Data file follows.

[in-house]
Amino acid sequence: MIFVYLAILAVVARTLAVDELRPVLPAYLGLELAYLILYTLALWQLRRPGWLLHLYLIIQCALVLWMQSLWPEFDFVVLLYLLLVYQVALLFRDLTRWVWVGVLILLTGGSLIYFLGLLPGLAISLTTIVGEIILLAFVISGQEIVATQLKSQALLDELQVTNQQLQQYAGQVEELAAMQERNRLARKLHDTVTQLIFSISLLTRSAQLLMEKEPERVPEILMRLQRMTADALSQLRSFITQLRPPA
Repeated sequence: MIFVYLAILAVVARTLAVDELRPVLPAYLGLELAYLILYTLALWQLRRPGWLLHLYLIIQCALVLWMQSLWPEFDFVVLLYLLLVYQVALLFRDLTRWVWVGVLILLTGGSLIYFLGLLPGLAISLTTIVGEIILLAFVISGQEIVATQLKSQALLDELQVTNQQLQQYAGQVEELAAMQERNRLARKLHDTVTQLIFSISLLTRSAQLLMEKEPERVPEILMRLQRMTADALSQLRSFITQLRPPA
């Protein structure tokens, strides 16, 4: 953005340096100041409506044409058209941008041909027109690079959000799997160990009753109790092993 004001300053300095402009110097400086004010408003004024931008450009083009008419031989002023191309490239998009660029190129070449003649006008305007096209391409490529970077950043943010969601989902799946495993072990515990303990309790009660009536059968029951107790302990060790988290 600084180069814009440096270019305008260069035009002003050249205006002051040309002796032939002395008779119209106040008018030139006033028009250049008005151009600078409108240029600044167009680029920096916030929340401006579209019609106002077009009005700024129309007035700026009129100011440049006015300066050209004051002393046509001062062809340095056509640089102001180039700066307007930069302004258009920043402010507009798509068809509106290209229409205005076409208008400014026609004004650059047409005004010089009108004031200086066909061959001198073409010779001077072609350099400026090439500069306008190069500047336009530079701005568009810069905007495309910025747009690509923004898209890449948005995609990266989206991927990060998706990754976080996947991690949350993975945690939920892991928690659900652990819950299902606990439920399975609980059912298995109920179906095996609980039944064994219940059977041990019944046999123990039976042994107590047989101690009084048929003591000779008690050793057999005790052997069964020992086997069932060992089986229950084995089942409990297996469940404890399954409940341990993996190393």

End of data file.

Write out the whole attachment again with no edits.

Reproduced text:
[in-house]
Amino acid sequence: MIFVYLAILAVVARTLAVDELRPVLPAYLGLELAYLILYTLALWQLRRPGWLLHLYLIIQCALVLWMQSLWPEFDFVVLLYLLLVYQVALLFRDLTRWVWVGVLILLTGGSLIYFLGLLPGLAISLTTIVGEIILLAFVISGQEIVATQLKSQALLDELQVTNQQLQQYAGQVEELAAMQERNRLARKLHDTVTQLIFSISLLTRSAQLLMEKEPERVPEILMRLQRMTADALSQLRSFITQLRPPA
Repeated sequence: MIFVYLAILAVVARTLAVDELRPVLPAYLGLELAYLILYTLALWQLRRPGWLLHLYLIIQCALVLWMQSLWPEFDFVVLLYLLLVYQVALLFRDLTRWVWVGVLILLTGGSLIYFLGLLPGLAISLTTIVGEIILLAFVISGQEIVATQLKSQALLDELQVTNQQLQQYAGQVEELAAMQERNRLARKLHDTVTQLIFSISLLTRSAQLLMEKEPERVPEILMRLQRMTADALSQLRSFITQLRPPA
């Protein structure tokens, strides 16, 4: 953005340096100041409506044409058209941008041909027109690079959000799997160990009753109790092993 004001300053300095402009110097400086004010408003004024931008450009083009008419031989002023191309490239998009660029190129070449003649006008305007096209391409490529970077950043943010969601989902799946495993072990515990303990309790009660009536059968029951107790302990060790988290 600084180069814009440096270019305008260069035009002003050249205006002051040309002796032939002395008779119209106040008018030139006033028009250049008005151009600078409108240029600044167009680029920096916030929340401006579209019609106002077009009005700024129309007035700026009129100011440049006015300066050209004051002393046509001062062809340095056509640089102001180039700066307007930069302004258009920043402010507009798509068809509106290209229409205005076409208008400014026609004004650059047409005004010089009108004031200086066909061959001198073409010779001077072609350099400026090439500069306008190069500047336009530079701005568009810069905007495309910025747009690509923004898209890449948005995609990266989206991927990060998706990754976080996947991690949350993975945690939920892991928690659900652990819950299902606990439920399975609980059912298995109920179906095996609980039944064994219940059977041990019944046999123990039976042994107590047989101690009084048929003591000779008690050793057999005790052997069964020992086997069932060992089986229950084995089942409990297996469940404890399954409940341990993996190393």